Sybil Danning and Faye Dunaway were both considered for the title character in “Octopussy”. It`s doubtful that Dunaway would`ve seriously considered playing a Bond Girl at that point in her career, but B-Movie Queen Sybil Danning was ready for action. “Would she make love or war to James Bond in OCTOPUSSY?” As it turned out, neither. They both eventually lost out to Maud Adams, who screen tested James Brolin in his attempt to replace Roger Moore.

MeatLoaf should have taken a page from the book of Sybil Danning: never talk about a role you think you`re going to get until you`ve actually gotten it.

For those of you who don`t remember 1982 (yes, it was a real year) or weren`t born yet, you may be asking: “Sybil who?”. Sybil Danning was B-movie queen quietly working her way up the ranks of Hollywood. Octopussy could have become her big break. Instead, it became her big heartbreak.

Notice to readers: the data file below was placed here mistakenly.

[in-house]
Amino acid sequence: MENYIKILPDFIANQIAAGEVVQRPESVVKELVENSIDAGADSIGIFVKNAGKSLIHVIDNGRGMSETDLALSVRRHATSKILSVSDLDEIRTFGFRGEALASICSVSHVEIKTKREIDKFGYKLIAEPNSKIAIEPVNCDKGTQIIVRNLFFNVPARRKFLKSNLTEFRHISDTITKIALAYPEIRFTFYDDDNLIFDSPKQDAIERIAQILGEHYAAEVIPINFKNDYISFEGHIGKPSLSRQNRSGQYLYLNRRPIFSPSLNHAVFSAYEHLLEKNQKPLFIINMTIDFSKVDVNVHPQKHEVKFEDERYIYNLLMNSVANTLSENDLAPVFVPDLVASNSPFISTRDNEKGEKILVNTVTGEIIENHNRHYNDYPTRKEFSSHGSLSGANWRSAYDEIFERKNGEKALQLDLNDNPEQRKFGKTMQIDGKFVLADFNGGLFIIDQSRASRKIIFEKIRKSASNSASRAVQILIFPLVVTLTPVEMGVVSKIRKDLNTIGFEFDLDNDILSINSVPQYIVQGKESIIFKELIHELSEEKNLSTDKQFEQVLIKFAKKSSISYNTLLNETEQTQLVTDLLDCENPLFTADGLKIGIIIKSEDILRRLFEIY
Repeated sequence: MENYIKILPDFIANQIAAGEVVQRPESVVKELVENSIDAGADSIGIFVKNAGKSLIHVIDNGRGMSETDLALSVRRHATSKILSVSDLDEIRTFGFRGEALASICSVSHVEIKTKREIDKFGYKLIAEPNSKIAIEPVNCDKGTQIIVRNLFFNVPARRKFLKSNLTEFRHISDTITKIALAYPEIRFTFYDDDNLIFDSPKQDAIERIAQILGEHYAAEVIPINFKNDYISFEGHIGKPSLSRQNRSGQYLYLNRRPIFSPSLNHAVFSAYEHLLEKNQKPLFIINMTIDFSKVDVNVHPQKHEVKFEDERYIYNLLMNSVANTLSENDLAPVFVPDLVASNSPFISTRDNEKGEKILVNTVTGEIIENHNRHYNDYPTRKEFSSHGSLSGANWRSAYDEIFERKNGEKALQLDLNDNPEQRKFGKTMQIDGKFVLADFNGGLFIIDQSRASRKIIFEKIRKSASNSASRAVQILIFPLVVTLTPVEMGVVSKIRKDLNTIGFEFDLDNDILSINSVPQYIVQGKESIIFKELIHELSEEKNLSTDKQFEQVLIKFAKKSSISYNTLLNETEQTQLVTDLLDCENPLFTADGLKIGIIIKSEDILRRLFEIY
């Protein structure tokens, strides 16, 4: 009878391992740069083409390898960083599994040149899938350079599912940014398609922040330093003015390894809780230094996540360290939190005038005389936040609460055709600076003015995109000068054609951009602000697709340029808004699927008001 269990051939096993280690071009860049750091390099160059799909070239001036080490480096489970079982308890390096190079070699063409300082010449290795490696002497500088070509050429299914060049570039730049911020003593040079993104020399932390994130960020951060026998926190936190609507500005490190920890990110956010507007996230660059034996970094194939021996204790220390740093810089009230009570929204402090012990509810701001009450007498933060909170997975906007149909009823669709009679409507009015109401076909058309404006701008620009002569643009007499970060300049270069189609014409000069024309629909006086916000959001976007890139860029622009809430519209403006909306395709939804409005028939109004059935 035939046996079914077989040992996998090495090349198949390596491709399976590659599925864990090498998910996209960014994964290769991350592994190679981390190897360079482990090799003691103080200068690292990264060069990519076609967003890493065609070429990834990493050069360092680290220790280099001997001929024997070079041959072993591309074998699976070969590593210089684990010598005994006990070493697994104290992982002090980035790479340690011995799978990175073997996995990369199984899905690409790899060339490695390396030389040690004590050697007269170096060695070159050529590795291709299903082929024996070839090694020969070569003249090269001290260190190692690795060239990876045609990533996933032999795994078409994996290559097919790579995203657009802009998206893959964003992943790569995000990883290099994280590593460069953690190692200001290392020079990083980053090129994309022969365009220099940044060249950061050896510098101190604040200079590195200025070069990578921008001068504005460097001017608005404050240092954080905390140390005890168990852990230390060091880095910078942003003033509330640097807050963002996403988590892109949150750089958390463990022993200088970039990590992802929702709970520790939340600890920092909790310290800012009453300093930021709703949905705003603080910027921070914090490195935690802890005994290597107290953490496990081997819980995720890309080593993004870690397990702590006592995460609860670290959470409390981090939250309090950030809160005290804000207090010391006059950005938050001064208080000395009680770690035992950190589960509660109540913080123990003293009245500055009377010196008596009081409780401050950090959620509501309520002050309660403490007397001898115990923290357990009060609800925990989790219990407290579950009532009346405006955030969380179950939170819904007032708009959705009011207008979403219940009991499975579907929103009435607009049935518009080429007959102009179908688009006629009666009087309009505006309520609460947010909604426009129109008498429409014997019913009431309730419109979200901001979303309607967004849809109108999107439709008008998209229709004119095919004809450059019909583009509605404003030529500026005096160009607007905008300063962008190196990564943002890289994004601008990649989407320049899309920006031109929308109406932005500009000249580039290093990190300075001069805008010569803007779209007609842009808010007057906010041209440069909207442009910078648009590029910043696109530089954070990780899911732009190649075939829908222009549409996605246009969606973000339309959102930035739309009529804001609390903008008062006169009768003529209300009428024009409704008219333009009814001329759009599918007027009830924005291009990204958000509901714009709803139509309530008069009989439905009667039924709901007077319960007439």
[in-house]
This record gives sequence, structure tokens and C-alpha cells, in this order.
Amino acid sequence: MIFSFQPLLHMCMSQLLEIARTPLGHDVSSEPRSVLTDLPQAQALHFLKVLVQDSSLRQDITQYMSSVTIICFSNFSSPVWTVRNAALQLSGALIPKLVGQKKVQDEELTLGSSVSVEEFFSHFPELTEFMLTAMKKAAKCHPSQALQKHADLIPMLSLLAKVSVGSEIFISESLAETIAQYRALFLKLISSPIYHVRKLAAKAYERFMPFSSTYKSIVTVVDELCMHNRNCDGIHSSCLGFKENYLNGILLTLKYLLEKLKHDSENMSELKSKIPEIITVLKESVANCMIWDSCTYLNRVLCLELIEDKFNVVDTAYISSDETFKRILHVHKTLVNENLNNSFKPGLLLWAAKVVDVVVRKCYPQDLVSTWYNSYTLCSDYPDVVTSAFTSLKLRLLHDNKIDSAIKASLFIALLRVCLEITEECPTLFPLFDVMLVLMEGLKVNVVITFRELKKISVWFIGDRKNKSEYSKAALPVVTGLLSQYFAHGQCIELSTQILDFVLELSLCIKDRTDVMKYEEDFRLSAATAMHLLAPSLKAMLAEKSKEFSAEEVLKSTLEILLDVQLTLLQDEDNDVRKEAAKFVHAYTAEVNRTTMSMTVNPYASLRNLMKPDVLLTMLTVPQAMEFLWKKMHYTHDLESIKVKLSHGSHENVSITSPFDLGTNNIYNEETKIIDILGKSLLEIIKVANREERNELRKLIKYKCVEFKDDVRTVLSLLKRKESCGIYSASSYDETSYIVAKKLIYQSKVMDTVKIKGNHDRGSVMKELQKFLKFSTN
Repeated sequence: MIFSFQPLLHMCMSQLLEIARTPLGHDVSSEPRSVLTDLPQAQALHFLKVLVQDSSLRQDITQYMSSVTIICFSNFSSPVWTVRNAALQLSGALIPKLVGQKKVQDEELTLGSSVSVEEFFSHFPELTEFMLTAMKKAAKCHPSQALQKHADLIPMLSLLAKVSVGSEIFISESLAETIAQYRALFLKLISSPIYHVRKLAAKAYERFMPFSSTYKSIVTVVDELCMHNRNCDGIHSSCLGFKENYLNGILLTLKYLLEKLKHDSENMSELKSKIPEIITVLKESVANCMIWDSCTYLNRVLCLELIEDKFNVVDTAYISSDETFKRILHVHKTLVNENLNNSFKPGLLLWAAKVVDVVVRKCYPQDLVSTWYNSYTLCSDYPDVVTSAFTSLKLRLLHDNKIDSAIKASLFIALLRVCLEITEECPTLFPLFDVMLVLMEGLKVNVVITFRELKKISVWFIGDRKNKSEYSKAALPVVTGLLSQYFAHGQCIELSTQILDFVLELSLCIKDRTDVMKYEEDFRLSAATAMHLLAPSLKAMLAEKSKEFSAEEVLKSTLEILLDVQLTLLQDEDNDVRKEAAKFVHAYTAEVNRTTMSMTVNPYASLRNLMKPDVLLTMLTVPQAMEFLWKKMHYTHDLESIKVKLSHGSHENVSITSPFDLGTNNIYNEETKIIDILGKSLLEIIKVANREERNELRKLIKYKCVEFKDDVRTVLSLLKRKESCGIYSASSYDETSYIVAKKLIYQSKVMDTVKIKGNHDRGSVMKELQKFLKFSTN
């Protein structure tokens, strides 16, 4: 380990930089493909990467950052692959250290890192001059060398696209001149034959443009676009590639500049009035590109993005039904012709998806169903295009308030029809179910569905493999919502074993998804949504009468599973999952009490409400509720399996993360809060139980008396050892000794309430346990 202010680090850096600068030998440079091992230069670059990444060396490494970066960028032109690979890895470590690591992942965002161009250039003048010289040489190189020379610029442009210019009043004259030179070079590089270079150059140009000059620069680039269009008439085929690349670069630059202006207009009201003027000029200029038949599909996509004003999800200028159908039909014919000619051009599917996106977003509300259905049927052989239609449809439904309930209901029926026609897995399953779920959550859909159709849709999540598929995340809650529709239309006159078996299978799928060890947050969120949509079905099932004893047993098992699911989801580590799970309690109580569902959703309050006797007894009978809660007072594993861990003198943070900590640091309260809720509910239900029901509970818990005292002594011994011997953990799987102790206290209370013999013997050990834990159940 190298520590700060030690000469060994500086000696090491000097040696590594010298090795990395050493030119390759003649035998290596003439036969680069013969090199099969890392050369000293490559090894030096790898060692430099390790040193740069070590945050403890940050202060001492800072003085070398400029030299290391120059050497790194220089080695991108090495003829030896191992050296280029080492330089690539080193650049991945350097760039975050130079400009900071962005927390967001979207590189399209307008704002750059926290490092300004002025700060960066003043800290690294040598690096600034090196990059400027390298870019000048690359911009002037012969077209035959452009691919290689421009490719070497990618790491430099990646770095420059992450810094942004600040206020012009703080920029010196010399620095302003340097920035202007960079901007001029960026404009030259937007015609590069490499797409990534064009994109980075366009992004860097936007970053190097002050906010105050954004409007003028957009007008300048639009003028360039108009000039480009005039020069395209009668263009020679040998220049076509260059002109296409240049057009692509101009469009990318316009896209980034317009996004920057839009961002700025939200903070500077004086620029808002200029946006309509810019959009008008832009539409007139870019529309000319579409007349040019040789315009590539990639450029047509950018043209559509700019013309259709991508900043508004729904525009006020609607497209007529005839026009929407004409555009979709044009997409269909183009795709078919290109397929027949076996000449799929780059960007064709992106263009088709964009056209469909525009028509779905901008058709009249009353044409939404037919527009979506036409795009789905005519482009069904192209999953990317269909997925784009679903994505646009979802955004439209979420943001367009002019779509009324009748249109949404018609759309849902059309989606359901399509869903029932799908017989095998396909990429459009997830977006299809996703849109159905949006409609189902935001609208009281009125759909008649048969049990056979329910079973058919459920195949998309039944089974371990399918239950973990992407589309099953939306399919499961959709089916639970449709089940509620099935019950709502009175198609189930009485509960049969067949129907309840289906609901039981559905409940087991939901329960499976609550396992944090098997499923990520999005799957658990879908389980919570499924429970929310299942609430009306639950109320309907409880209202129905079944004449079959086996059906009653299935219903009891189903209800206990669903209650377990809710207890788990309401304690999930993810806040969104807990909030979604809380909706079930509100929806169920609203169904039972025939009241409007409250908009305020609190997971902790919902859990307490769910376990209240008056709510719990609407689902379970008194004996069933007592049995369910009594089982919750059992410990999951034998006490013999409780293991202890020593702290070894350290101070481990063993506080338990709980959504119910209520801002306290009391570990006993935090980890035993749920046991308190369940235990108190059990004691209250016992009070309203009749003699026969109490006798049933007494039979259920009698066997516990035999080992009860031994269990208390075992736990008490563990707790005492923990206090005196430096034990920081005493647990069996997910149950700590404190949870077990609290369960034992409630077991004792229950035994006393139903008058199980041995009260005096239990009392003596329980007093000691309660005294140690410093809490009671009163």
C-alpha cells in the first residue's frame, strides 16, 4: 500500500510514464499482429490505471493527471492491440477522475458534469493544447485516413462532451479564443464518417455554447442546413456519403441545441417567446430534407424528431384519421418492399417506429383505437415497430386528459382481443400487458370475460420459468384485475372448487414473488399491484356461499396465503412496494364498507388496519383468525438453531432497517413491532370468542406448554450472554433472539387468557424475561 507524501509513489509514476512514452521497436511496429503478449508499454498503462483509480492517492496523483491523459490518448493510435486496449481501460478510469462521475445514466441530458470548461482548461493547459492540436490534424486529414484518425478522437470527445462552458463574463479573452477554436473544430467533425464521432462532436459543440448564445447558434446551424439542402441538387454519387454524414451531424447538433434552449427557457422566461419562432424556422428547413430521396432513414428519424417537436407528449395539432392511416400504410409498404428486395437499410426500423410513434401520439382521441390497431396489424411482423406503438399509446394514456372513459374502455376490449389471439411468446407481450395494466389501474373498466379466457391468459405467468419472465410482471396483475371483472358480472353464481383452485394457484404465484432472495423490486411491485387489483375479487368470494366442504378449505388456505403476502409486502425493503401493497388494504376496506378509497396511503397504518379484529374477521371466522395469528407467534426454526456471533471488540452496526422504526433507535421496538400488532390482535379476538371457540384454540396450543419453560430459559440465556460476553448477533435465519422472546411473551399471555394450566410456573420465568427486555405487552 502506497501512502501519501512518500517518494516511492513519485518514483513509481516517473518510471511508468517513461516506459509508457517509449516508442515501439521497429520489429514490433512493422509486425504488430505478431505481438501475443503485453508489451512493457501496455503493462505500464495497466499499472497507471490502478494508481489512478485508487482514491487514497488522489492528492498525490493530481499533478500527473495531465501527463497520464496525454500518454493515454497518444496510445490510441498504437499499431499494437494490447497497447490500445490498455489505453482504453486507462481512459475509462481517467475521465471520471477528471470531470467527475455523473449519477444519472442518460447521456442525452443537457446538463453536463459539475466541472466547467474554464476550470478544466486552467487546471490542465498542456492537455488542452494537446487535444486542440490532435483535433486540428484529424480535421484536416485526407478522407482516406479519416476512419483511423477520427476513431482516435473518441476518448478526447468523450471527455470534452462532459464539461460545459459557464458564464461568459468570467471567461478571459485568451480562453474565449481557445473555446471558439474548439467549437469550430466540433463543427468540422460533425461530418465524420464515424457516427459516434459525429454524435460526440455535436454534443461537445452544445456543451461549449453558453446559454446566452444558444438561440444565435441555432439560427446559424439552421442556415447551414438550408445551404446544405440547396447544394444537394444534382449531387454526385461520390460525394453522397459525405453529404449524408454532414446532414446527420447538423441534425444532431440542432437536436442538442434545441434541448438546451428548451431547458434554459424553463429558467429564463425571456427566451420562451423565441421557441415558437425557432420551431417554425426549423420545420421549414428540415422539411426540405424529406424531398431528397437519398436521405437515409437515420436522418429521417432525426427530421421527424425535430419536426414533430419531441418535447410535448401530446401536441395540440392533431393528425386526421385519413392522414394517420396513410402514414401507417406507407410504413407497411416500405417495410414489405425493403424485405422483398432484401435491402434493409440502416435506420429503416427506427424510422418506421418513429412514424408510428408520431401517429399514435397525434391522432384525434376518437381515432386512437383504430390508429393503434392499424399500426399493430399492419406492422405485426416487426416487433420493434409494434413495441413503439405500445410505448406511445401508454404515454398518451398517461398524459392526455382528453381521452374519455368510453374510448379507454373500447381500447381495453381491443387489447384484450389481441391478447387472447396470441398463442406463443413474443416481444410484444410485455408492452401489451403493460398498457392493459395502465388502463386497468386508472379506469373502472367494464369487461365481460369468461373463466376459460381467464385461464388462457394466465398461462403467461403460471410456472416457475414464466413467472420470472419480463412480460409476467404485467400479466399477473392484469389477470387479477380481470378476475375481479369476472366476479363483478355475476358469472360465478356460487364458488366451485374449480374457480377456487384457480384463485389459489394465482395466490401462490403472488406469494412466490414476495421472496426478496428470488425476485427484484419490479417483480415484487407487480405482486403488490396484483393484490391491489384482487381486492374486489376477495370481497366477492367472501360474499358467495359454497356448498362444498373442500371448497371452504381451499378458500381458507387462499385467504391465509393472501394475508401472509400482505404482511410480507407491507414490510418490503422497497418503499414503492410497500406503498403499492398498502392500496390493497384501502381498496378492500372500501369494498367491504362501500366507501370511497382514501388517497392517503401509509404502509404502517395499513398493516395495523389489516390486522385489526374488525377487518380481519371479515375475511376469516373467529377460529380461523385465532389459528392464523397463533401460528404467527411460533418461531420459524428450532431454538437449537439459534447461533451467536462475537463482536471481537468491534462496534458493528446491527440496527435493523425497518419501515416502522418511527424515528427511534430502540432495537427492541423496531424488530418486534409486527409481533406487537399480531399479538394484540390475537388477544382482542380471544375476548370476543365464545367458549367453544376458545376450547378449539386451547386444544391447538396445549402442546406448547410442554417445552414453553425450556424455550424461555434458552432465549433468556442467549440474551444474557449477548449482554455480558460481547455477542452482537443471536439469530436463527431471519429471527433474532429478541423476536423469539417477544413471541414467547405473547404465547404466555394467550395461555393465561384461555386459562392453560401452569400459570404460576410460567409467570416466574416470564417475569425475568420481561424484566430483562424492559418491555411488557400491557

Incidentally, Octopussy was not the first Bond movie she was up for. Danning was set to be cast in the role that Corrine Clery took in the 1979 film Moonraker, but because of a French cofinancing deal, that role was given to a native actress instead.

She was felt out  in 1981 and 1982 to determine her interest in playing the title role in Octopussy. Before she even had the part, she was posing for fashion photographer Firooz Zahedi in extremely suggestive Bond-like publicity stills, almost all of which involved either some sort of leather get-up or black evening gown complimented with the obligatory handgun. She graced the cover of Prevue Magazine in the summer of 1982 wearing a vulcanized black leather swimsuit with the zipper drawn all the way to the navel to display her, um, ample talents, and holding a gun with a caption that read: “SYBIL DANNING Will she make love or war to James Bond in OCTOPUSSY”?